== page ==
Cleaning up after the Apollo Sea
The species Spheniscus demersus, more commonly known as South African penguins, also called Jackass penguins, have fallen victim to the negligence of oil carriers. The population of South African penguins has decreased from 3 million to less than 150,000 in the past century (Singer 2000). The cause of this unfortunate decrease in population are the many oil spills near southern Africa, with the first oil spill occurring in 1948 (Whittington 1999). Since 1968, the Southern African National Foundation for the Conservation of Coastal Birds (SANCCOB) has made attempts to rehabilitate oiled penguins (Whittington 1999). SANCCOB has treated some 40,000 oiled penguins in the past 30 years. Oil on the penguins’ feathers removes the waterproofing that the penguins rely on for insulation, which can ultimately lead to death (Singer 2000). In the 1994 incident caused by the Apollo Sea, a Panamanian ore carrier, on June 20th, a total of 9,600 oiled penguins were collected, 5,200 of these birds died before the end of rehabilitation. The rescue operation to save the penguins cost about $US300,000. The specialists of the SANCCOB have established many methods of rehabilitation in feeding, cleaning, and waterproofing this quickly diminishing species (Konings 1997). Many studies have been conducted using metal bands to determine the success rate for the rehabilitated penguins (Whittington 1999). Materials and Methods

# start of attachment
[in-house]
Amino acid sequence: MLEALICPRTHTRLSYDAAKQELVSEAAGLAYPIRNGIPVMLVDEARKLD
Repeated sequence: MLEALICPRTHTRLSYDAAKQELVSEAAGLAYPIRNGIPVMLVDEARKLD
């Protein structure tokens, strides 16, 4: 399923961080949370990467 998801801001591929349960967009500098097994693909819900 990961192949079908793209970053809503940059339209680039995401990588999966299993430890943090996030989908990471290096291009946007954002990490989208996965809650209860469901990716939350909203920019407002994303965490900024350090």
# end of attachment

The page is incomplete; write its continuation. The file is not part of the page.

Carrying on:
Penguins collected from Dassen Island and Robben Island, South Africa were transported to SANCCOB. Once there, the penguins were re-hydrated with 30-50cc diluted Darrows solution. They were also given activated charcoal to absorb the oil ingested by the birds. Depending on the health of the penguins, they were fed one of four ways. In the first method, the tubing method, the volunteers force fed the penguins a purée of dead fish. In the next method, the fish offering/self-feeding method, the birds were trained to receive...
Cited: KONINGS, CHRIS. 1997. Coastal Oil Spill: Apollo Sea Shipping Disaster--June 1994. Journal of Contingencies & Crisis Management Vol. 5: 118-120.
SINGER, RENA. 2000. South Africa’s oil-soaked penguins get a scrubbing. Christian Science Monitor Vol. 92: 7.
WHITTINGTON, P.A. 1999. The contribution made by cleaning oiled African Penguins Spheniscus demersus to population dynamics and conservation of the species. Marine Ornithology Vol. 27: 177-180.
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